Posts Tagged ‘power outage’

Seasonal Tasks and Preps

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CWF.Lakeview cem 1 10.15Each season comes with joys, events and a list of things to do while it’s here.  Fall is no different with its beautiful colors, fairs, harvest bounty, Thanksgiving, as well as changing temperatures, hurricanes, tornados, early freezes and the ever possible nor’easter with howling winds and driven snow. The gardens must be closed, outdoor equipment put away and the house gotten ready because we know winter is not far behind.  For us hardy New Englanders, we take these changes in stride; after all, we have chosen to live here. (Though after last winter, we are asking Santa for a milder winter and are praying to the weather gods for mercy this year!)Roof Ice

While we would love to be able to help ALL of you with your fall and winter tasks and then share a favorite beverage, the best help we can offer is our insurance expertise in the form of information and education about insurance coverages that can help when even the best preparations fail.  That is what this newsletter, the monthly emails, our Facebook posts and mailings are all about.  We can’t call and personally speak to ALL our insureds on every topic, so we use the other avenues available to us to keep you informed.  We promise that we will be here if you call us with questions or need more information or a quote on coverages.

 So here are some seasonal tasks that are good loss control measures and may help you avoid a claim:

  1. Clean gutters well & make sure they’re working.  Nothing grows an ice dam like a clogged gutter!
  2. Chimney and furnace cleaning make for more efficient heating and help avoid puff backs.
  3. Trim trees and bushes near the house.  Wind & snow can make them bang against the building.
  4. Service your car, do winter preps, check tires, fluids and have an emergency kit in the trunk.
  5. Tune up winter equipment – snow blowers, chainsaws, and drain summer equipment properly.
  6. Have your rock salt, snow rake, shovels in place or easily accessible.
  7. Check for good weather seals around your windows and doors.  Reseal any cracks.
  8. Check your policy if you are hosting a party.  Make sure Host Liquor Liability is included so you will be covered should any of your guests get too “merry.”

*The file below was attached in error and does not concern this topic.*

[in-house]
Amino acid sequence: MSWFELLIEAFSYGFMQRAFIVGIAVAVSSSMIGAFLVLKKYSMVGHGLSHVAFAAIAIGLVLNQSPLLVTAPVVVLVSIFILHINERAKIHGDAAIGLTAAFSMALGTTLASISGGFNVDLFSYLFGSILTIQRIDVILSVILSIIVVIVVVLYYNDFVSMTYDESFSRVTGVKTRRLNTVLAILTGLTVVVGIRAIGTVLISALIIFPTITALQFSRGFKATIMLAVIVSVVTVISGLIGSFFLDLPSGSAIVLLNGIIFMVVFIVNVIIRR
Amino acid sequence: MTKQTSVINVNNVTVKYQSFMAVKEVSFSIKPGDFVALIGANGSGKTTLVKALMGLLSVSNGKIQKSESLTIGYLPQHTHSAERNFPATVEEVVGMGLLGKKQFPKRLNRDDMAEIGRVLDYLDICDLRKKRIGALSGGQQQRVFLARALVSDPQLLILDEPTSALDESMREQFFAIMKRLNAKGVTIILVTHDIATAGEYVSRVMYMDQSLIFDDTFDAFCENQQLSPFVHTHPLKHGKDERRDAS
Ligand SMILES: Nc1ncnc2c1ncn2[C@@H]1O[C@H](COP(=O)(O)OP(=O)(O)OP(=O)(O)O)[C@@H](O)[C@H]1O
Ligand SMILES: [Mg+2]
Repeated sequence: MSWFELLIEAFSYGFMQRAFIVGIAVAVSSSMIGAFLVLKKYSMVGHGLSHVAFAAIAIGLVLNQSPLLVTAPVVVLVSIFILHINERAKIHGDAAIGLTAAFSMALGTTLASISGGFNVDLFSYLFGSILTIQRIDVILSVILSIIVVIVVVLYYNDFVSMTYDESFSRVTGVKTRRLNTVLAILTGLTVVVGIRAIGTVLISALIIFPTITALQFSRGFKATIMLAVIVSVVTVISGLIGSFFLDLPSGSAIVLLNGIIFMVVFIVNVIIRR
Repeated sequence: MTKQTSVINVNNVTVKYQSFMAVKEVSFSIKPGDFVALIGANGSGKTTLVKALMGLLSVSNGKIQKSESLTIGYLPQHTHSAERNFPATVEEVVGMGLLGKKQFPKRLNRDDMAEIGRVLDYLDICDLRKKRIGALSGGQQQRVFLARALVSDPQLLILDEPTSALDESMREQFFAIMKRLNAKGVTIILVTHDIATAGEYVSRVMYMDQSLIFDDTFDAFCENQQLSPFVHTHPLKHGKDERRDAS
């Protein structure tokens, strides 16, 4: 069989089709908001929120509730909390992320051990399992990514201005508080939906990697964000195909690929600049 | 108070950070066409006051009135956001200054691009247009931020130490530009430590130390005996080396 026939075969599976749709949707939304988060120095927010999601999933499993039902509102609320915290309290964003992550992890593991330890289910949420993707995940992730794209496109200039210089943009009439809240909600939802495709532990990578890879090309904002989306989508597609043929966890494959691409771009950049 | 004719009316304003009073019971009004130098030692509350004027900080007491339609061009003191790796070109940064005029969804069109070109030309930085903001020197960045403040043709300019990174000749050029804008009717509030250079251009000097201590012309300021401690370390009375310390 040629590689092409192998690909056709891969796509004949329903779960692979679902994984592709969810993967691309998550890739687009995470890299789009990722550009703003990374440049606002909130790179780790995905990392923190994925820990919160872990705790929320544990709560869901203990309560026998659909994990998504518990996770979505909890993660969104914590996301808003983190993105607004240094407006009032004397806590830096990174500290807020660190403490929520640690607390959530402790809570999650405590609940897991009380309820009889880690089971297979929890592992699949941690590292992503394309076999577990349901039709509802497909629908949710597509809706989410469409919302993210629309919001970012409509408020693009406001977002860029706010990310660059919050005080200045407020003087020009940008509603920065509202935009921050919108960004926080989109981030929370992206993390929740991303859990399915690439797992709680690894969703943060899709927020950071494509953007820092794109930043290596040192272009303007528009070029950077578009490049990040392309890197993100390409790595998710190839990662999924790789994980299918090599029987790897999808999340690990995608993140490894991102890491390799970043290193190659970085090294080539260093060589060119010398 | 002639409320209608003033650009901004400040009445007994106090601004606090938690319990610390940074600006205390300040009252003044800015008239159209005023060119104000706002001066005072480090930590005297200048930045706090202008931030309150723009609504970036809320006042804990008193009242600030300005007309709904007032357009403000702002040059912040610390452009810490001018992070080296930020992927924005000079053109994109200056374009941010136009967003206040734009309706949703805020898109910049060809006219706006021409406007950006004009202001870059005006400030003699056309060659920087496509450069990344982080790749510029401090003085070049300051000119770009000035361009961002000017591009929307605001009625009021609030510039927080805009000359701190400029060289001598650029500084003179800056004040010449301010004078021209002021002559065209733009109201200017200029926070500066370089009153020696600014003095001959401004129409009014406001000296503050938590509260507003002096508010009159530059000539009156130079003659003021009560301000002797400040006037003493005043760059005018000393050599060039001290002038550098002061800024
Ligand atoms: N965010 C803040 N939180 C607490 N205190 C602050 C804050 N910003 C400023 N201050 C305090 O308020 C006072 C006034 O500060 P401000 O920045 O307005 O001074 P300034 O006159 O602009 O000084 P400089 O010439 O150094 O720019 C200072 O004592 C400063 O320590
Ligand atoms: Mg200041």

9. Cyber Liability is not just a new coverage – it is a necessary coverage with all the media devices that carry our information.  Adopt early; don’t wait till you are hacked.
  10. If you will need a generator should the power go out, NOW is the time to buy one.
  11. Make a reasonable budget for holiday giving and keep track of spending and NO GOING OVER!
  12. Change your passwords on all your devices and digital accounts to help prevent hacking.

Be Prepared For Volatile Spring Weather With a Home Emergency Kit

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Heavy rains, floods, hurricanes and tornados can all threaten your home and family this spring. While no amount of preparation prevents volatile spring weather, a home emergency kit helps you prepare to be safe and survive.

Survival Essentials

A warm blanket, spare set of clothes and matches could make the difference in your survival. Pack these and all other essential supplies you might need in an airtight container that’s easily accessible.

Food and Water

The Red Cross suggests families store two weeks’ worth of food and water, which means you’ll need one gallon of water per person per day and a variety of easily prepared, non-perishable foods. Don’t forget to stock baby and pet food if necessary, too.

First Aid

Minor bumps and bruises can occur as your family rushes to safety. Your first aid kit should include basic first aid supplies like bandages, antibacterial cream, burn cream and pain reliever. Pack prescription medications, hearing aid batteries and other specialized medications if needed.

Hygiene Items

Toilet paper, toothbrushes and diapers are essential. Hand sanitizer and bleach should also be included in your emergency kit.

Stay Connected

You’ll want to stay connected to the outside world and signal for help, so include a battery-powered radio, extra batteries, your cell phone and chargers in your emergency kit. A flashlight and whistle for each person is also a good idea.

Tools

Whether you have to dig out of the basement or open a soup can, tools come in handy. Stock a multipurpose tool, work gloves, scissors, shovel, screwdriver set, hammer and manual can opener in your kit.

Important Papers

In the rush of an evacuation, you may forget to grab your purse or wallet. Copy important papers like your driver’s license, birth certificate, insurance policies and medical information. Store them, extra cash and your family’s emergency contact information in a waterproof bag to keep them safe.

This home emergency kit will play a big role in keeping you safe when volatile spring weather strikes. Update your insurance policies, too, as you stay protected and prepared.

First hand tale of a family saved by Nicole’s Law

In 2005, Governor Mitt Romney signed into law legislation that requires carbon monoxide detectors in all homes with potential sources of carbon monoxide – those with fossil-fuel burning equipment or enclosed parking areas. It is better known as Nicole’s Law, in remembrance of 7-year old Nicole Garofalo, who died on January 28, 2005 after her Plymouth home was filled with deadly amounts of carbon monoxide on January 24. The furnace vents had been blocked by snow during a power outage.

Details of this law can be found on the state’s web site located here.

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